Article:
Dear Friends: I am obviously distressed by the jury's verdict but I take comfort in knowing that I have done nothing wrong and that I have the enduring support of my family and friends. I believe in the fairness of the judicial system and remain confident that I will ultimately prevail. - Martha Stewart, March 5, 2004
Reading the materials list from Corin Hewitt's Weavings Performance #2 one might start conjuring the image of a una-bomber type hidden away in a shack (in Portland? Maybe outside of Portland), assembling his devices partly by plan and partly by instinct. The "four turkey feather balls" or "photograph of Ed and Nancy Kienholz's Sollie 17" on the list were items added obviously to aid with the insanity defense.
Corin Hewitt might actually share working habits of such a recluse. He constructs a work space, locks himself away in it for days on end, works with a variety of tools (some not conceived for the tasks at hand), and creates objects which are partly about transformation. Only, if Hewitt's objects exploded, you'd probably start laughing while wiping the beat-juice stained pasta from your forehead. He uses mostly food stuffs; fruits, vegetables, pastas, juices, and makes sculptures out of it. He ingests his material and spits it out, cooks it, lets it rot, photographs it, paints it, leaves it alone, or, as the book's title suggests, weaves it. A FANTASTIC new book (yes I was shouting) from J+L called Weavings Performance #2 is itself an artist book documenting (maybe not) one of Hewitt's performances.
While in the midst of his performances, Hewitt has many mimetic devices (4X5, 35mm, polaroid and digital cameras) at hand to shoot the still lifes he creates within his studio. Not so much for strict documentation as his polaroid pictures sometimes appear within the still lifes not only complicating the picture plane but our sense of image purpose. Is this a procedural? (no). Is this even a representation of the performance? (I doubt it, as a viewer could not look at this stuff so closely). It is an object put together with intuition much like the piece itself - hunter/gatherer-style.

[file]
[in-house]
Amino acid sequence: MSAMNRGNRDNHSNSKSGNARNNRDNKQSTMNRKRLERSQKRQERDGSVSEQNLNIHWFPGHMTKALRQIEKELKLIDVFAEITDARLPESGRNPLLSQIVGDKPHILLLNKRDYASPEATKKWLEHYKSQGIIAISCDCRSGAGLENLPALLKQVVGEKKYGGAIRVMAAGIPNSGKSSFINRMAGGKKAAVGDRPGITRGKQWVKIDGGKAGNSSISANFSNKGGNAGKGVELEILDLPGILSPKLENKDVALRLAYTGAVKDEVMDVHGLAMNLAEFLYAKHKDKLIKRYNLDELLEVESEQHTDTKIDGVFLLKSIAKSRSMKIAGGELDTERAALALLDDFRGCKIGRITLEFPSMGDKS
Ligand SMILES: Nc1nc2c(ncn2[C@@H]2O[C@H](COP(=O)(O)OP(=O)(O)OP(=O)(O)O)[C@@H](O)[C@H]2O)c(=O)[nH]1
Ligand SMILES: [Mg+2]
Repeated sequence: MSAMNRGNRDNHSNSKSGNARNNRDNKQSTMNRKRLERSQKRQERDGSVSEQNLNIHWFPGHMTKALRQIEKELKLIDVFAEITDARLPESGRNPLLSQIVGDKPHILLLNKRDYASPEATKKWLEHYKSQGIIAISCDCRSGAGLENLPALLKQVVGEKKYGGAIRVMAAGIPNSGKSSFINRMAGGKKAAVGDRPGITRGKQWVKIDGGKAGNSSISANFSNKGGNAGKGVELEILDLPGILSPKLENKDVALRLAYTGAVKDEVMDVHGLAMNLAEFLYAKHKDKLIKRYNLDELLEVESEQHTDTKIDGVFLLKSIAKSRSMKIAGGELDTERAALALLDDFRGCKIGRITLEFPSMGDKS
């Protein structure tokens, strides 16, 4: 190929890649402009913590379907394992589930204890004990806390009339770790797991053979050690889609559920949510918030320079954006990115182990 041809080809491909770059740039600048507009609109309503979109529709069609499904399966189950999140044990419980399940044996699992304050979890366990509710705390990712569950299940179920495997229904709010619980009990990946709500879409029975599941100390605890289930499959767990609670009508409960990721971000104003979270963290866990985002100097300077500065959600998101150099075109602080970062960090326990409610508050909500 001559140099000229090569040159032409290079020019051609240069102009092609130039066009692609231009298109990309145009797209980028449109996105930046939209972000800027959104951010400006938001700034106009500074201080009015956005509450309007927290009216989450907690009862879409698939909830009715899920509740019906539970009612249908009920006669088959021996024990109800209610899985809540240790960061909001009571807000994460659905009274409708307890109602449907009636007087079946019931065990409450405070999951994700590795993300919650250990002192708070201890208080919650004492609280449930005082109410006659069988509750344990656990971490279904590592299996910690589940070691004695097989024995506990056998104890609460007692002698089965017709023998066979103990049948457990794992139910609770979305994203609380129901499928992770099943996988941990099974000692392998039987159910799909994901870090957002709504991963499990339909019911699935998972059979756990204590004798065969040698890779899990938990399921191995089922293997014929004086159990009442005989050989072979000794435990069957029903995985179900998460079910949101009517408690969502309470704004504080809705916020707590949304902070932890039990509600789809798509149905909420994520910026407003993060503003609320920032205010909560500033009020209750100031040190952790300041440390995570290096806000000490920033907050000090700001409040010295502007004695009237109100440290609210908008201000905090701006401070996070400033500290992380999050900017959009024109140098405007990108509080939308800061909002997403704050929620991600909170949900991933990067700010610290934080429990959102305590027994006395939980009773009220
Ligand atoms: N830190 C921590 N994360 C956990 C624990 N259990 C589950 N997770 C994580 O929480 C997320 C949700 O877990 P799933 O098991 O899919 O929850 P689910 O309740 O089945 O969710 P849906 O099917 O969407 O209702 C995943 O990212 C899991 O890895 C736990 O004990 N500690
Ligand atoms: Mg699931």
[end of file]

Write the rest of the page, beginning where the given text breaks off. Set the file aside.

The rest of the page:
I haven't seen one of Hewitt's performances but from what I read, his constructed studio/workspace is only accessible for the viewer through hinged trap doors and tiny windows, through which you can see him working. These set perspectives (one is described as a lens making the box into a metaphoric camera obscura) would provide our human viewpoint where the images he shot which make up this book are mostly close-up and reductionist. We have little sense of scale, nor lay of the land around the studio. Our faces are thrust into his creations while Hewitt, the performer, stays mostly out of the way. Or perhaps this is his vantage point we are seeing, through the looking glass peering outward. His presence appears in only four pictures - three really, in the fourth he is felt by the blue flame of a torch which is burning the meristems on a head of purple cauliflower (or, at least it looks like cauliflower - could be a severely rotten piece of fruit).
I keep thinking of Fischli and Weiss. Art-making is a serious business so let there be whimsy. A half-eaten plasticine apple sits next to its real, also half eaten, counterpart. Pasta is woven into a partial basket (or is it an Aztec toupée?). Throw some discarded shavings, some straw and a torn up photo into the garbage - photograph it as a discovery. Pay attention, just putting a 5 litre pot on the shelf has potential. As Beckett said, "To find a form that accommodates the mess, that is the task of the artist now."
The book is pitch perfect from the layout to the bellyband that graces the cover. Each book is unique, the bellybands were stained by hand with dye made from cherries and cabbages at the printer's facility in Korea. Three inserts are hidden away in a flap on the back cover board. An essay by Marisa C. Sanchez, a conversation between Hewitt and Michael Brenson, and a materials list broken into two categories: Local and Historical. After sitting with Weavings for while, you'll never look at your compost heap the same again.